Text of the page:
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Quote:
Originally Posted by balasto View Post
Same as in Spain.
It's EU standard, so it's the same within the EU (I still don't know how Sweden can use yellow traffic signs - in Croatia we had to change them to white bc of the EU)
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Old February 22nd, 2007, 02:59 PM   #13
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Quote:
Originally Posted by snupix View Post
It's EU standard, so it's the same within the EU (I still don't know how Sweden can use yellow traffic signs - in Croatia we had to change them to white bc of the EU)
Aren't a lot of traffic signs in Finland also yellow?
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Old February 22nd, 2007, 07:43 PM   #14
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Quote:
Originally Posted by Rebasepoiss View Post
Aren't a lot of traffic signs in Finland also yellow?
I think they are. (The background is not white, but yellow)
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Old February 22nd, 2007, 10:40 PM   #15
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A finnish road:
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Old February 23rd, 2007, 12:32 AM   #16
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In Israel, a yellow line is used to mark the outer edges of the road and is
mandatory on all roads without a curb (so all non-urban roads). It is actually
very good, because in other countries often the edge is not clearly marked
and it is dangerous at night.

Here are a few examples:




Double dashed yellow lines are used to mark public transportation lanes:


And lastly, red lines are temporary lines in construction zones.
However, I also like the North American system, because I think it is convenient
to have a different colour for separate directions. A third colour perhaps?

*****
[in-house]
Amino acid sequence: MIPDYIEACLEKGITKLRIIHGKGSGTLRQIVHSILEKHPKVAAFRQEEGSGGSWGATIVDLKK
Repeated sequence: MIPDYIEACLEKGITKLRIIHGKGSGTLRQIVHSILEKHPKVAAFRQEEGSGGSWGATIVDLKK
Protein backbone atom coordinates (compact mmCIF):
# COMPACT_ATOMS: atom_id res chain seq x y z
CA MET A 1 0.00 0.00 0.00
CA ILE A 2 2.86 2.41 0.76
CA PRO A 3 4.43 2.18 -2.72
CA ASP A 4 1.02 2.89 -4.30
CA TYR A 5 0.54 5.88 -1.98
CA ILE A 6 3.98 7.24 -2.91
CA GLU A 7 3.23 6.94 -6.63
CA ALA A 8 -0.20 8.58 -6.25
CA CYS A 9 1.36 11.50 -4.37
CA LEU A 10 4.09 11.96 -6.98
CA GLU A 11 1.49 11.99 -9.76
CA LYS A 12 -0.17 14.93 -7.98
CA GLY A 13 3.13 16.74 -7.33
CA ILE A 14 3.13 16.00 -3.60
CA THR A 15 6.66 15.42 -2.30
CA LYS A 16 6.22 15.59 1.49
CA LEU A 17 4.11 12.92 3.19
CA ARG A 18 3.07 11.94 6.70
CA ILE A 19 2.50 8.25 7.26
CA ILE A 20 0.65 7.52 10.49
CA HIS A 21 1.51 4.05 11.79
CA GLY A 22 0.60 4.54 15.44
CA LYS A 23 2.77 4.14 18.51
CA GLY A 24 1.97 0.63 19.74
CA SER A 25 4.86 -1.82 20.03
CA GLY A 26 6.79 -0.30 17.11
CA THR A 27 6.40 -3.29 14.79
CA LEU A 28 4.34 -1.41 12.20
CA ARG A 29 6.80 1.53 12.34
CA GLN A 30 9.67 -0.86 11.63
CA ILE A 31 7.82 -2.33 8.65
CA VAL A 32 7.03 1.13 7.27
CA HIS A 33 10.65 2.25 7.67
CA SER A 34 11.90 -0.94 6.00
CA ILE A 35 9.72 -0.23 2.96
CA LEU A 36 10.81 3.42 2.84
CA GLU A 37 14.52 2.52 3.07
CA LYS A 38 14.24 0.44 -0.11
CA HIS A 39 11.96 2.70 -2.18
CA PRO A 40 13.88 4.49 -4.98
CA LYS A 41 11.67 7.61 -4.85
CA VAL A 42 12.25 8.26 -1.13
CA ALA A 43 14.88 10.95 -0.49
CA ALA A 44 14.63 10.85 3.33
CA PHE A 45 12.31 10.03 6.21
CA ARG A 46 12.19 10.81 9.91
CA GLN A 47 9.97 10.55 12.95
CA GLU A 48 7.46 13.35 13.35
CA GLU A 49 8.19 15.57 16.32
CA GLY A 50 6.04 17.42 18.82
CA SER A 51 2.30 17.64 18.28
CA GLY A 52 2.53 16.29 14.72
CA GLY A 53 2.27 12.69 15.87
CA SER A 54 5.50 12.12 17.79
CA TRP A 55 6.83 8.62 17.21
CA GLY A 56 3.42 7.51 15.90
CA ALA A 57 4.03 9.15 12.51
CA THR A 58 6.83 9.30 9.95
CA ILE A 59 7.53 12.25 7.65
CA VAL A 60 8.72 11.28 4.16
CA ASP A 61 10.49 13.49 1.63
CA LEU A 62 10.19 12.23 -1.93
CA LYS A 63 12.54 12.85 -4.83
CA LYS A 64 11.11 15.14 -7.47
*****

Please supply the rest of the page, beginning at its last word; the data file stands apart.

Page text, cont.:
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Old February 23rd, 2007, 08:12 AM   #17
Alex Von Königsberg
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Quote:
Originally Posted by snupix View Post
It's EU standard, so it's the same within the EU (I still don't know how Sweden can use yellow traffic signs - in Croatia we had to change them to white bc of the EU)
Traffic signs with yellow background are perfectly legal as defined in the Vienna Convention from 1968. I personally don't like them, but I understand why they make sense in the countries that have heavy snowfalls in winter.
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Old February 24th, 2007, 12:36 PM   #18
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in Italy sometimes appear yellow lines even without special situations. check out the picture


Croatia (and all former Yugoslav countries) had yellow edge lines on motorways and statal roads, but in last few years it has been changed and there are no more yellow lines (except in special situations). interesting thing: while we had yellow edge lines, special situations had been signed with red lines

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Old February 24th, 2007, 08:51 PM   #19
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BRAZIL follows United States pattern, with yellow lines dividing opposite directions. But the continuous yellow line at left in duplicated roads are quite rare. White is common in this case (sorry, my english is not very good...).
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Old February 24th, 2007, 11:20 PM   #20
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Quote:
Originally Posted by x-type View Post
...
Croatia (and all former Yugoslav countries) had yellow edge lines on motorways and statal roads, but in last few years it has been changed and there are no more yellow lines (except in special situations). interesting thing: while we had yellow edge lines, special situations had been signed with red lines
Interesting, the second pic is similar to Israel, but in Israel the yellow line appears only
at the absolute edge, so on a highway like the one you posted, the line separating
the carriageways would be white, whereas the far right line would be yellow.
If you encounter a road marked like the one in your second picture, drivers
would assume they can only travel on the rightmost lane